by abhi_beckert (#46405691) Attached to: The New PHP

I've never done my own garbage collection, and PHP just updated it in 5.3.

PHP works, it's fast as heck, and I can do anything you can do in python/perl just as well and way faster.

I don't know about python/perl but there are operations in PHP that need 200MB of memory which I could achieve in C with only 20KB of memory.

That's a 10,000x increase in memory consumption for PHP. If this has improved in version 5.5 I can't wait to give it a try.

And it's not just memory consumption, there are times when I run a xhprof on some slow PHP code and find out it's spending 90% of it's time allocating and/or freeing memory. If it used less memory, it would spend less time managing it.

PHP is a great language, but it's definitely not perfect. Memory and performance are "good enough" in most cases, but it's far from great.

Also, I have had to do my own manual garbage collection at times. There are no manual malloc/free API calls but I definitely do need to make use of unset() at times or otherwise refactor my code to reduce memory consumption.

Comment: Re:No thanks (Score 2) 876

by abhi_beckert (#46192287) Attached to: Ask Slashdot: Why Are We Still Writing Text-Based Code?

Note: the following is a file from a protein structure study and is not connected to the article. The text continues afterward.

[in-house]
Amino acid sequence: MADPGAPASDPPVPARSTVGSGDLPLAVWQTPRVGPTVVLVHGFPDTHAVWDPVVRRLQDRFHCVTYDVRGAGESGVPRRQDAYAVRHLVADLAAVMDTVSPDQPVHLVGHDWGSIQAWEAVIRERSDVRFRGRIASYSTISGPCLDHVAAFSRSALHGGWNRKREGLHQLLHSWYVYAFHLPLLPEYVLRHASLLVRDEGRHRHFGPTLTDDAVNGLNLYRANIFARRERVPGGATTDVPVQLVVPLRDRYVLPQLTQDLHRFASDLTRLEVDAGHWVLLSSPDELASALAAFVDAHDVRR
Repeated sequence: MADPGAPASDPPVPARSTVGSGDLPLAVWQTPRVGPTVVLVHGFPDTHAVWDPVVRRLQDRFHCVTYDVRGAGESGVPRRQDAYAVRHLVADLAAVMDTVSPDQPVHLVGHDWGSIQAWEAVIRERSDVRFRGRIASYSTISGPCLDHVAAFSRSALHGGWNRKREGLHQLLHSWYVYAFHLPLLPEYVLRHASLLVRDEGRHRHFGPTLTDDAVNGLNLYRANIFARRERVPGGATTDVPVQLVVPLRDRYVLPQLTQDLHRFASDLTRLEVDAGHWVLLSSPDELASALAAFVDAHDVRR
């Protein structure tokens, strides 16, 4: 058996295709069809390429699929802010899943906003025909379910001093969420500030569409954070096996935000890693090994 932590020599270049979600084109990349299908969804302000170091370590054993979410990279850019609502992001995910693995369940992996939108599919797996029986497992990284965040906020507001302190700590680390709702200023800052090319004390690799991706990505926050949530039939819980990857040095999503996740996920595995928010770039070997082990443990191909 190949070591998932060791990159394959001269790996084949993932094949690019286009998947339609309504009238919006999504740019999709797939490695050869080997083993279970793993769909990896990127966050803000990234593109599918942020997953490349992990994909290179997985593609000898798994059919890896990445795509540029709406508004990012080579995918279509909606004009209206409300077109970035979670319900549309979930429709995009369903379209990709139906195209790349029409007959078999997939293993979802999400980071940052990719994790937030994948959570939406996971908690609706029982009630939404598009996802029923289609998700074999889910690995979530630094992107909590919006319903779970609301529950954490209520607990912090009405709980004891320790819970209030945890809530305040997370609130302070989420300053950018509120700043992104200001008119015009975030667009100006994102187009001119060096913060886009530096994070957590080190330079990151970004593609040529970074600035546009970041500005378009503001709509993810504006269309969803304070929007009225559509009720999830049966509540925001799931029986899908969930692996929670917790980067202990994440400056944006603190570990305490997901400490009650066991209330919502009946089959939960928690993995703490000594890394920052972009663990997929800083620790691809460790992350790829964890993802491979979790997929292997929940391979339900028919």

I've not done much/any c/c++/java stuff other than compile source written by other folks in the past 14 years or so, so maybe the current crop of IDEs do this.

iOS/Mac/NeXT programming has worked that way for about 25 years. You build and configure a series of objects with a GUI and when the application launches all of those objects will be loaded into RAM, then a "loaded" event is fired on each of them. From there your code will typically create more objects and setup stuff that can't be done in the GUI.

Objects created in the GUI are tightly linked to your code, the GUI for building the objects understands how to parse and partially compile code (even half written/broken code) and you can connect things up, for example if a button should only be enabled if a particular method returns true, then you can hook that up by dragging a line from the button's "enabled" state onto the method in the source code.

You can also drag a line from the button's "action" onto the an empty line of code in the source code, and it will write a blank method that in your code doesn't do anything, with the button linked up to it. Or you can write the method yourself and drag the line onto the method name.